Graham Smith (milliner)

Graham Smith (born 19 January 1938 in Bexley) is a milliner from Kent, England. Beginning his career at a time when hats were an everyday essential for fashionable women, he worked with leading couturiers in Paris and London, later establishing his own brand and also working with mainstream fashion brands such as Kangol.

Graham Smith
Born19 January 1938[1]

Early life and careerEdit

Smith was educated at Dartford Grammar School before studying at Bromley College of Art (1956–57), and the Royal College of Art (1958–59).[1]

He began his career at the couture house of Lanvin in Paris, working with then head designer Antonio Castillo.[2] Returning to London, he joined the London couturier and Incorporated Society of London Fashion Designers member Michael of Carlos Place, working at the studio for seven years.[1] By 1965, he was appearing under his own name in the fashion press – the launch collection of couturier Clive Evans (known as Clive) in 1965, was described in The Times as featuring a notable hat. by Graham Smith. This had been customised so that it could be worn with 'Space Age' sunglasses.[3][4]

Eponymous brandEdit

In 1967, Smith established an eponymous fashion label. He soon attracted high-profile clients, including Elizabeth Taylor, Barbra Streisand and Joan Collins. His designs were also showcased in the collections of leading British designers, including Jean Muir and Zandra Rhodes.[5][6]

While British millinery was in decline from the 1960s on, Smith (alongside Philip Somerville and Frederick Fox) is credited with keeping the craft alive during the 1970s, thanks in part to the tradition of hat-wearing events such as Royal Ascot and the custom of the British Royal Family.[7]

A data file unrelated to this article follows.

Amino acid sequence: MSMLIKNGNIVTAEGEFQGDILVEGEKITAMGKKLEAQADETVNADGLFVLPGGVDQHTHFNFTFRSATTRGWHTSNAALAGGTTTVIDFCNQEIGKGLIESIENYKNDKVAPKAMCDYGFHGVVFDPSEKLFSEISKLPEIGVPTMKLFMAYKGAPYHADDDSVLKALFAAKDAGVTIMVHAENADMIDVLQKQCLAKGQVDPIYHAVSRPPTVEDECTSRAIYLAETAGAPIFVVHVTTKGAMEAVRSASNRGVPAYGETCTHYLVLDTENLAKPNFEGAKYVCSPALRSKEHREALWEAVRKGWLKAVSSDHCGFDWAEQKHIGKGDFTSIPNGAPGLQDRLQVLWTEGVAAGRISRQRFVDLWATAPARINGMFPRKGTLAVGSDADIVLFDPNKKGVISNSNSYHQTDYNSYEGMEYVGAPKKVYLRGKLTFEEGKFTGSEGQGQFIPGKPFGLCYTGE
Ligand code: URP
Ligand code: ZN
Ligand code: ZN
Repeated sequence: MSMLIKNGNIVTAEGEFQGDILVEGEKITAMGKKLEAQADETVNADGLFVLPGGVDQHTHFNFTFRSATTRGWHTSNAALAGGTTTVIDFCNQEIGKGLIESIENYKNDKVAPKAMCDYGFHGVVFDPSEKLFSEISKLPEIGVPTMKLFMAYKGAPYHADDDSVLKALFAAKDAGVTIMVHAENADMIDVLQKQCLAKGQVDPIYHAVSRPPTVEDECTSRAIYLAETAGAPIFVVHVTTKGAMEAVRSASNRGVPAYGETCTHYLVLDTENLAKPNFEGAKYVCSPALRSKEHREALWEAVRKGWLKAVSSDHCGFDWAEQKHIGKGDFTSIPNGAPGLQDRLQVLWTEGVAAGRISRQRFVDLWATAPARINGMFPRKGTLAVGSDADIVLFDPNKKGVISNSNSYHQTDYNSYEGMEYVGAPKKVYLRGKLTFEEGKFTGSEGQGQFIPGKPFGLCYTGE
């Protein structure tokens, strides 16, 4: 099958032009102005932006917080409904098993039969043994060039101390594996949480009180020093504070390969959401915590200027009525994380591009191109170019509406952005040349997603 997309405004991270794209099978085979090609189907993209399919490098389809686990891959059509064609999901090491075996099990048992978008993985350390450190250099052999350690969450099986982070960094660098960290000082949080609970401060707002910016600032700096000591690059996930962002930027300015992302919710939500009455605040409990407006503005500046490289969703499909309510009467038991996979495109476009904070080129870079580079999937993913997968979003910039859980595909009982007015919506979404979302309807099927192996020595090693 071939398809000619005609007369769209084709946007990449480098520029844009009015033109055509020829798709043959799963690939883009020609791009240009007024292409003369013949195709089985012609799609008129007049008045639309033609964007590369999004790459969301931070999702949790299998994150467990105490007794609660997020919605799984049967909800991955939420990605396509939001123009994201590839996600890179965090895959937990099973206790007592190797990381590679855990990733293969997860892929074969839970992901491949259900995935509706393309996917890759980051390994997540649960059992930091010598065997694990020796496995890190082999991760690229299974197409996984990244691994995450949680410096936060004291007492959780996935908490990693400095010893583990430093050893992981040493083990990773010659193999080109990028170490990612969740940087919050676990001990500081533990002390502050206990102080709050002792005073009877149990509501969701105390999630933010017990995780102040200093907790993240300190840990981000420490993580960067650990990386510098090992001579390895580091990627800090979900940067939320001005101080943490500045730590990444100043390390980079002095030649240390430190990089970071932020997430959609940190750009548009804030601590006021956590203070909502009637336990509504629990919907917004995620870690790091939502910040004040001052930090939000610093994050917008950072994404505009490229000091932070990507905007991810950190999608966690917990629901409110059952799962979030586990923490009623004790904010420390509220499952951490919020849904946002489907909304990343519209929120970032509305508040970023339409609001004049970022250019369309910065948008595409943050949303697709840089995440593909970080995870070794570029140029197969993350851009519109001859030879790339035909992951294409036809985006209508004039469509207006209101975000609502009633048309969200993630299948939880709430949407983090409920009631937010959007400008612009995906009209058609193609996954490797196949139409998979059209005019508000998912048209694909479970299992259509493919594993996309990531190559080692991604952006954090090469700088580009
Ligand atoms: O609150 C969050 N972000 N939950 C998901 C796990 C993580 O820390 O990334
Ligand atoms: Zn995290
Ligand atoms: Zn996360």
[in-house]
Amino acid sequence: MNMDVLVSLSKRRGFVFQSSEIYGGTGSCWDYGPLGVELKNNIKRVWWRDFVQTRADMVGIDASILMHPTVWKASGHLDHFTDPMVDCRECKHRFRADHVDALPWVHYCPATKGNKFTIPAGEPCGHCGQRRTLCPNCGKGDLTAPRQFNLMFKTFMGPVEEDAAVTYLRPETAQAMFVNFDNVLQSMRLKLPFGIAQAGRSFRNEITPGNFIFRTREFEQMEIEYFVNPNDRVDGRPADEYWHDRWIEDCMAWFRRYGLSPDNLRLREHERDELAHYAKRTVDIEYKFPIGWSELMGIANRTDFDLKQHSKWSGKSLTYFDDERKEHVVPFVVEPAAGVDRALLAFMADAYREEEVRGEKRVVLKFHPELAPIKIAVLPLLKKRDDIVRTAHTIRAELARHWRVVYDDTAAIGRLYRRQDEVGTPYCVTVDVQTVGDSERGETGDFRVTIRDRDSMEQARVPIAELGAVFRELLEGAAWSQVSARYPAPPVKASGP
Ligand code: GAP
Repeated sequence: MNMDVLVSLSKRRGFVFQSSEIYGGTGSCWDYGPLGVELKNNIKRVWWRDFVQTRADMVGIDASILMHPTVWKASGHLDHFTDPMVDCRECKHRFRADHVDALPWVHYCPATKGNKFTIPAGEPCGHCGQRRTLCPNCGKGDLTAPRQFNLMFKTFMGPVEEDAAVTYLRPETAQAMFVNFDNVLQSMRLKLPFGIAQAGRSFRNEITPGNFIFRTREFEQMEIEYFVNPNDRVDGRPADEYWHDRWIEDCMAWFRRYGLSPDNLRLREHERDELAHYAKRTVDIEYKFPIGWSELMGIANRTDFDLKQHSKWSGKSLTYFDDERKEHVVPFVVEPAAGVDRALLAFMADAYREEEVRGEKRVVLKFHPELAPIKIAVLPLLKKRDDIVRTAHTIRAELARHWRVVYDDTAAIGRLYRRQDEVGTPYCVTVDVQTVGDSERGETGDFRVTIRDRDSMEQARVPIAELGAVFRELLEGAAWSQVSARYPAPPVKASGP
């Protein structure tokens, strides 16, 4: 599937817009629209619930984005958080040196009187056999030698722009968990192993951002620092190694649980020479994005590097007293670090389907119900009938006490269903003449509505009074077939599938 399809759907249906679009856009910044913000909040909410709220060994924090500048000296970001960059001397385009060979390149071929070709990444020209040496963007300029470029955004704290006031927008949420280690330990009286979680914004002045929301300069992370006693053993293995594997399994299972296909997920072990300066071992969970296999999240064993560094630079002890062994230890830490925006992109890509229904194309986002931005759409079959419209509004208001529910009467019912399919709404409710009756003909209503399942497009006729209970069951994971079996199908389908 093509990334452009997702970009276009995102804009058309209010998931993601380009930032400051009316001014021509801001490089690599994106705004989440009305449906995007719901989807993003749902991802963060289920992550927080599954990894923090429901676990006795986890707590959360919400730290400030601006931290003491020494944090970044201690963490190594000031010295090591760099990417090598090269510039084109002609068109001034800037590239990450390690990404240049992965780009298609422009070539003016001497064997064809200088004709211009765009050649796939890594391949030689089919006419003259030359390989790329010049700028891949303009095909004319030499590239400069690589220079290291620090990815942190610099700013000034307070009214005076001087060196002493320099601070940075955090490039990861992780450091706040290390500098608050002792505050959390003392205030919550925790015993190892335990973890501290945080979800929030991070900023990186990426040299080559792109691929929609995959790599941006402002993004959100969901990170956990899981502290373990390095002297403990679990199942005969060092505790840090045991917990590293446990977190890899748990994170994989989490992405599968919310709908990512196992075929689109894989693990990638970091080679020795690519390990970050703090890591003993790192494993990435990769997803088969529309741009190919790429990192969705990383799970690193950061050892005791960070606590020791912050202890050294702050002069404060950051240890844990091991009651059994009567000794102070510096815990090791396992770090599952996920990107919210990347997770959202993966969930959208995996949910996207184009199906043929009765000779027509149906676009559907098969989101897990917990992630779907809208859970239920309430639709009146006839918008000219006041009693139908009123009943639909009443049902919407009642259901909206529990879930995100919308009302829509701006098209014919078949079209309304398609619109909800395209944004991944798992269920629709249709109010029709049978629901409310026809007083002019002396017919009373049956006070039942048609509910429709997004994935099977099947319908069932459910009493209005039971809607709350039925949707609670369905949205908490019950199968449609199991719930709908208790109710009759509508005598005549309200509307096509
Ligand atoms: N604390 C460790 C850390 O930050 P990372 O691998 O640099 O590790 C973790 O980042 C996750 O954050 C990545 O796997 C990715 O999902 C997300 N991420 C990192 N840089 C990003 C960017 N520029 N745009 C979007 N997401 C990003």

Kangol and other mainstream brandsEdit

Smith was appointed consultant design director at Kangol in 1981, helping to turn around the company's fortunes during the following decade.[1] Among his most photographed hats of this era was Diana Princess of Wales' military-style design, worn with a Catherine Walker suit, during a visit to Royal Military Academy Sandhurst in 1987.[8][9] Kangol's profile rose even more with the rise of the sportswear trend and the kangeroo logo (introduced during Smith's tenure), appeared on bucket hats worn by the likes of Run-DMC and the Beastie Boys.[10]

Smith also produced mainstream lines for BHS during the 1990s.[1]


Graham Smith was among the designers featured in a 2009 Victoria and Albert Museum millinery exhibition Hats: An Anthology, curated by Stephen Jones.[11] The hat chosen for the exhibition originally appeared in the 1986 Pirelli Calendar and was donated by Wenda Parkinson.[12]

Smith has helped to train other leading milliners, notably hatmaker to the Queen Rachel Trevor-Morgan.[13]


  1. ^ a b c d e f Flux, Alan J. "Smith, Graham". Fashion Encyclopedia. Retrieved 20 September 2014.
  2. ^ Polan, Brenda (23 May 1985). "Head Lines". The Guardian.
  3. ^ "Study in dress contrasts" (56227). The Times. 23 January 1965.
  4. ^ de Prada, Cristina. "Graham Smith and the Woolmark Company collection". Retrieved 20 September 2014.
  5. ^ Holmes, Rosanna (15 June 2010). "Vintage Hats". Homes & Antiques. Retrieved 20 September 2014.
  6. ^ Chico, Beverly (2013). Hats and Headwear Around the World. ABC-CLIO LLC. p. 155. ISBN 9781610690638. Retrieved 20 September 2014.
  7. ^ Sterlacci Purvin, Francesca; Arbuckle, Joanne (2008). The A to Z of the Fashion Industry. Plymouth, UK: Scarecrow Press. p. 168. ISBN 9780810870468. Retrieved 20 September 2014.
  8. ^ "Visiting the Royal Military Academy". Xfinity. Retrieved 20 September 2014.
  9. ^ "A beret good show: 70 years of Kangol". The Scotsman. 26 November 2008. Retrieved 20 September 2014.
  10. ^ "The Exhibition". Victoria and Albert Museum. Retrieved 20 September 2014.
  11. ^ "The Pirelli Calendar 1985". Victoria and Albert Museum. Retrieved 20 September 2014.
  12. ^ Pearce, Antonia. "Fit for the Queen". The Luxury Channel. Retrieved 20 September 2014.

External linksEdit